My parents are not generous, with money or affection. Of course that was their generation’s ways. I say that because it’s an excuse one uses when your homelife isn’t the ideal. My parents were indeed hard workers. My mother cared for four ailing grandparents that lived with us and spent many a night answering their calls for anything from water to medicine. Once in a while I would sleep down stairs on the couch to help her. She washed clothes in an old wringer machine and traisped out to hang everything on the line, even in freezing cold weather. She sewed, knitted, crocheted and made our clothes. She cooked, baked, everything and used ingredients from the garden and our dairy farm. Our cellar was full of canned or bottled ingredients. I can still taste the items she made and I miss them. I loved her without measure.
My father was a machinist in the next town at a large shop named Cone Automatic. When not working there he worked at our dairy farm, early morning and late after work. Occasionally he would play the piano or banjo, even the fiddle, at a Saturday night dance. It was a family affair with people and neighbors of all ages attending.
In between these events, life for the folks probably was not horrible, but my observation as a child was that life could have been better for them.
I remember one time, the first time I saw my dad show emotion other than anger, he cried. Sat on the porch steps, held his head and cried. He was driving home with his brand new car, a spectacular Chevrolet, complete with small fins and two toned turquoise and white paint. A big tree limb fell on it about a mile from home and he was devastated. Of course the huge purchase was important, but he was a fanatic when it came to car maintenance. He wouldn’t allow drink or food or much conversation, at least from the backseat. Of course he was a three pack a day smoker of Lucky Strike cigarettes, so that was fine. He used to joke that when the ashtray was full, it was time to trade for a new one. Thinking of it now, older and wiser, I hope, I imagine the cars were his saving grace, a way of feeling okay and proud of himself.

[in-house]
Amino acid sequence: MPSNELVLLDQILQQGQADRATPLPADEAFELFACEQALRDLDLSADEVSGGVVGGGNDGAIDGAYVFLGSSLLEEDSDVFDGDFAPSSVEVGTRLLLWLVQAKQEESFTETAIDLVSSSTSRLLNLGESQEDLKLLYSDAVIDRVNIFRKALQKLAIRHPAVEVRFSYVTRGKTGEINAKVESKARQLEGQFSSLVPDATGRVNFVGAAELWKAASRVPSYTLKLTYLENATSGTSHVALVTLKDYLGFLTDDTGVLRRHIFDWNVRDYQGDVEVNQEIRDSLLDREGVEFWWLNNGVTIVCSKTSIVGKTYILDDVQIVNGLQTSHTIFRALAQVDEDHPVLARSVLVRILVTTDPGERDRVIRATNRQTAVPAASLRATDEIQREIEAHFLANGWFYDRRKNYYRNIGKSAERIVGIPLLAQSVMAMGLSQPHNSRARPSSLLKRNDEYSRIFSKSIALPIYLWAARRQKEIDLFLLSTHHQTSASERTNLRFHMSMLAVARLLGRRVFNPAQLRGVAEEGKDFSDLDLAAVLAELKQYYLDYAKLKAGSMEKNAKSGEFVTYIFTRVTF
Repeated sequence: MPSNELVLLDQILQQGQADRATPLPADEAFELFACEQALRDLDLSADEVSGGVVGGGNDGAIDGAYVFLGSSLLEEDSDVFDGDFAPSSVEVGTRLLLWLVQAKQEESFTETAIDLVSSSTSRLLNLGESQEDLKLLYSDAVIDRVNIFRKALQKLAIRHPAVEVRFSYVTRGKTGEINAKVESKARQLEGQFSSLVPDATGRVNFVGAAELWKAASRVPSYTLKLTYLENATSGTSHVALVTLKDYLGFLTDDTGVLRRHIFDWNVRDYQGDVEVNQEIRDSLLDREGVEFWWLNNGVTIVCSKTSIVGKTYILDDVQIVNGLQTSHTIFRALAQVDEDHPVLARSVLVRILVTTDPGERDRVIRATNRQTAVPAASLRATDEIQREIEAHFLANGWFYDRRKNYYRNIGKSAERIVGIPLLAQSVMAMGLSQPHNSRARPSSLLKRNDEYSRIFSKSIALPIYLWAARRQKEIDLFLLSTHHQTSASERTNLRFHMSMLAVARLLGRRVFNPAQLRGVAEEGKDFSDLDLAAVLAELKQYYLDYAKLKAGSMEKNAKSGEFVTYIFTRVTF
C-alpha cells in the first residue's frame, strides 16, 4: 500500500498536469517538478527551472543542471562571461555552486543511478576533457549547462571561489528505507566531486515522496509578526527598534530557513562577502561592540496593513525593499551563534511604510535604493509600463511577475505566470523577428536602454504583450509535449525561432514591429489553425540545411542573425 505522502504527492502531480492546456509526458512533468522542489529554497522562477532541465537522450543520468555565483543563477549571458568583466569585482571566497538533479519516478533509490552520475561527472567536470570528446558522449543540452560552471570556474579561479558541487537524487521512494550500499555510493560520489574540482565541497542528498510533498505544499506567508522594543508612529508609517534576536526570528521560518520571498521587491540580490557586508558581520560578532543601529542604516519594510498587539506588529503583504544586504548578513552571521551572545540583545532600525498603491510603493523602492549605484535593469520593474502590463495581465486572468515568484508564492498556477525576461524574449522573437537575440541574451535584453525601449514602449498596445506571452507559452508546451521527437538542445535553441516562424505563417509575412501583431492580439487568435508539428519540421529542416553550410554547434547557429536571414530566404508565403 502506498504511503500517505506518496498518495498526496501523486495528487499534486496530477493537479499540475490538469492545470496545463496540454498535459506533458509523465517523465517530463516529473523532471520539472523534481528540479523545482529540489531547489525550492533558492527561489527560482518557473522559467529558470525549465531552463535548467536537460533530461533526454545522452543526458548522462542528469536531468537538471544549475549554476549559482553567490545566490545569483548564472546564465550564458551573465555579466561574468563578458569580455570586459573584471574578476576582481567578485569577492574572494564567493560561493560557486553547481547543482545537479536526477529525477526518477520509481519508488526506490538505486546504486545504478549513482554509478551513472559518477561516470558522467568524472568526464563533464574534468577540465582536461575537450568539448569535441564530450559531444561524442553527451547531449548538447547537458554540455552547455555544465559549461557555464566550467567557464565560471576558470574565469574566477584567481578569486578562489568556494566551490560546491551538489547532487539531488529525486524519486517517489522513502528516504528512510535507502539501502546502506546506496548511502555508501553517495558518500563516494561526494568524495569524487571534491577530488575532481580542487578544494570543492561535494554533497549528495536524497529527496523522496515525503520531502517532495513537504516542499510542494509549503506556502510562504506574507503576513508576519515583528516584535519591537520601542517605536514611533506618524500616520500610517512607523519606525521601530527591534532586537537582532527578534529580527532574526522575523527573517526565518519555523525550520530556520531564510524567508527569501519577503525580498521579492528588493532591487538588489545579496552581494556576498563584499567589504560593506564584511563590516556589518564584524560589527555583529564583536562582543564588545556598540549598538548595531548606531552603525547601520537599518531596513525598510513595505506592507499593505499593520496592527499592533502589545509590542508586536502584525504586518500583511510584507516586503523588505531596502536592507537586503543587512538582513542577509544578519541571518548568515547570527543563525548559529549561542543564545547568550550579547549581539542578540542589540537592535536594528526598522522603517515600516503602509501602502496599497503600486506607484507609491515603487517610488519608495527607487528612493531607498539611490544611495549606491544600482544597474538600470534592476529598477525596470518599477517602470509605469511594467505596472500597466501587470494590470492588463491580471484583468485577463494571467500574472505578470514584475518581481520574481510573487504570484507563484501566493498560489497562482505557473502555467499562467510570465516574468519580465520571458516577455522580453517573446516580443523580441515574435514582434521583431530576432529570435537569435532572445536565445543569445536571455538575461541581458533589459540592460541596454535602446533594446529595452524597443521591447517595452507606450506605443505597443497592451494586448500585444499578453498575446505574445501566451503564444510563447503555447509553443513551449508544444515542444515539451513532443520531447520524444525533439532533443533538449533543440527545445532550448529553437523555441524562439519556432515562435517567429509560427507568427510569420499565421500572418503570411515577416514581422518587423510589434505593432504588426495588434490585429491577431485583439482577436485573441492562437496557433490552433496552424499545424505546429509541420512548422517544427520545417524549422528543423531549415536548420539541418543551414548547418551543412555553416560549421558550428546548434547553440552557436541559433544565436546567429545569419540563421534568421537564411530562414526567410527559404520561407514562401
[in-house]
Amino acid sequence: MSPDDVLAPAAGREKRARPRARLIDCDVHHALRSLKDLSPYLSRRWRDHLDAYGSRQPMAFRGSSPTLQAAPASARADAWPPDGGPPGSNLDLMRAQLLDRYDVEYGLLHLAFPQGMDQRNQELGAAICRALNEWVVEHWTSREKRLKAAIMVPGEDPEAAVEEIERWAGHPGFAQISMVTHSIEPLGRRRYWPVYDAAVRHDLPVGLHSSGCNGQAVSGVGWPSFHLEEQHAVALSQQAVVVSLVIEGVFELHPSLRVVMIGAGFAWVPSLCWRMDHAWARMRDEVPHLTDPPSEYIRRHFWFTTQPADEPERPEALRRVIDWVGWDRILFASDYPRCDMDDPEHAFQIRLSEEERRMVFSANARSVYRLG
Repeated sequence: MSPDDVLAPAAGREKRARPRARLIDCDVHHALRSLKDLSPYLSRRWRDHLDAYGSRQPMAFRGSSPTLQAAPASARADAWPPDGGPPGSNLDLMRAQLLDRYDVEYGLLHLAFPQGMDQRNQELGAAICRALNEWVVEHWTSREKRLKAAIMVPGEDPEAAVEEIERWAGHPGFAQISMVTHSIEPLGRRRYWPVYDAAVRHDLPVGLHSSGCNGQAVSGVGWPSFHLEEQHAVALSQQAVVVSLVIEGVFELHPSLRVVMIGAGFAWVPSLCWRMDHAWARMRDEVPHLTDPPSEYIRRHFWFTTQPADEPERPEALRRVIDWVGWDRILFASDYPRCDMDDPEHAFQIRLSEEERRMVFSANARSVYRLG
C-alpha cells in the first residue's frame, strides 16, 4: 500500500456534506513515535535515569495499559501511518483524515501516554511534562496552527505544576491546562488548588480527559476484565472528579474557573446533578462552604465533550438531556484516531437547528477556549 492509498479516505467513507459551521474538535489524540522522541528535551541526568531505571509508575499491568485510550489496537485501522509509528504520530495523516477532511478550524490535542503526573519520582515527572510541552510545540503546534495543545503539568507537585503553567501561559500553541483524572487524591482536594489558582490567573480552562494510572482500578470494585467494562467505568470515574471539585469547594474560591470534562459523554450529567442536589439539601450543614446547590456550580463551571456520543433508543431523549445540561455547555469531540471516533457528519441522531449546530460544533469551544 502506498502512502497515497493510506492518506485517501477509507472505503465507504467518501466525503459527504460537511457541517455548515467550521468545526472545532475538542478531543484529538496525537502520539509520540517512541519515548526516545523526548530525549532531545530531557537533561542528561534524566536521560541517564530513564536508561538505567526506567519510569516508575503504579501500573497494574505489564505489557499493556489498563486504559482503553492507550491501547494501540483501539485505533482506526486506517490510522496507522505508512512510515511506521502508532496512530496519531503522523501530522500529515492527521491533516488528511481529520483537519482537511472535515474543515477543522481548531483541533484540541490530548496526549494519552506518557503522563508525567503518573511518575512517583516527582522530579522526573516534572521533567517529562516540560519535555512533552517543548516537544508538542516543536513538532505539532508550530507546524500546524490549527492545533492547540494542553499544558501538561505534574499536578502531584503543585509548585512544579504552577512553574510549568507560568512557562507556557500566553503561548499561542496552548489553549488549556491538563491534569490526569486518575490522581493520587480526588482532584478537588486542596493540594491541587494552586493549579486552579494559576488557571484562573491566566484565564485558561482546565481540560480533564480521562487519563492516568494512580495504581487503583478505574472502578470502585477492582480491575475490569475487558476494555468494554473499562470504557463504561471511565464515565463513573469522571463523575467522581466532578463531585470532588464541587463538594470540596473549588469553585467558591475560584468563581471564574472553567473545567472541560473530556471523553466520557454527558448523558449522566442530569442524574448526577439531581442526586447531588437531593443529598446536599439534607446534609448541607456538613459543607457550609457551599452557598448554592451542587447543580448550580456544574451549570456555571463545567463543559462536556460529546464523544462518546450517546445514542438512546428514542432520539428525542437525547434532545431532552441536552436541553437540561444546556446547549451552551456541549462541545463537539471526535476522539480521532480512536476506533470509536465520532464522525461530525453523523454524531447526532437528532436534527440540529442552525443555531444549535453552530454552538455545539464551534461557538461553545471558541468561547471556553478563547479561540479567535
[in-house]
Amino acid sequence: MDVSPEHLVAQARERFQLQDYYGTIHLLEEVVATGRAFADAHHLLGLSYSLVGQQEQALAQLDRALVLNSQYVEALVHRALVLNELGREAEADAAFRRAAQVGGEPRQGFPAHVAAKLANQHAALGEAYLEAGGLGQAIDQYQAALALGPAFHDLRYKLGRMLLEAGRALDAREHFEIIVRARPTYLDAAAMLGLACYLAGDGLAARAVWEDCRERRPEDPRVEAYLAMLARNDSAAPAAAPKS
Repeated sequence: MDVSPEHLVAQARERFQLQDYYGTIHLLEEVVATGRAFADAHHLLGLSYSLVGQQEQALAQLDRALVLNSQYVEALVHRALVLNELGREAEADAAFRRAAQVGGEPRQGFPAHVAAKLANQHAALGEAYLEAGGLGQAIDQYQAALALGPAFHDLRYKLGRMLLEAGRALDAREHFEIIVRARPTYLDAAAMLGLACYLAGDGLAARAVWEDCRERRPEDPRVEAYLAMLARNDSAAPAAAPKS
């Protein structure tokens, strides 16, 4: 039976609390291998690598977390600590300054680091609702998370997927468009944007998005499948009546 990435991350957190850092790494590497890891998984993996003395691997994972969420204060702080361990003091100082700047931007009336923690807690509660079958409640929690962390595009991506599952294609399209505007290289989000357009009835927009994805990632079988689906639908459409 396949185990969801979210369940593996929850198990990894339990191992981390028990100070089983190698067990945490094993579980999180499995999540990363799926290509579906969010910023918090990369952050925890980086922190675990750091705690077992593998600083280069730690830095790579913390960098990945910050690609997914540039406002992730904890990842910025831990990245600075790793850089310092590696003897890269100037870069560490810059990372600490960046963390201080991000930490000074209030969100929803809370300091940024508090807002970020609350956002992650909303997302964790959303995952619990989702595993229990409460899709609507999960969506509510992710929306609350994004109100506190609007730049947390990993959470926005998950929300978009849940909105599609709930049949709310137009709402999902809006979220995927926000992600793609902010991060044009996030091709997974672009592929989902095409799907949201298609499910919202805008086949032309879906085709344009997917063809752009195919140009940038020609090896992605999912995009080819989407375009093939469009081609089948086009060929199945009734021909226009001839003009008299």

I don’t remember much about allowances. I know we were responsible for certain chores and keeping our rooms clean and neat. There were plenty of rules to follow and of course break occasionally. My dad’s step dad used to drive a Model T automobile. On a Saturday we loved riding in the backseat and rolling the curtained windows up and down. At our destination, my grandfather would give me a dime to spend on any treasure I found. It was the highlight of the week. Money wasn’t a priority with us as children. We had more than enough to feed and clothe us properly as provided by our farm and lands.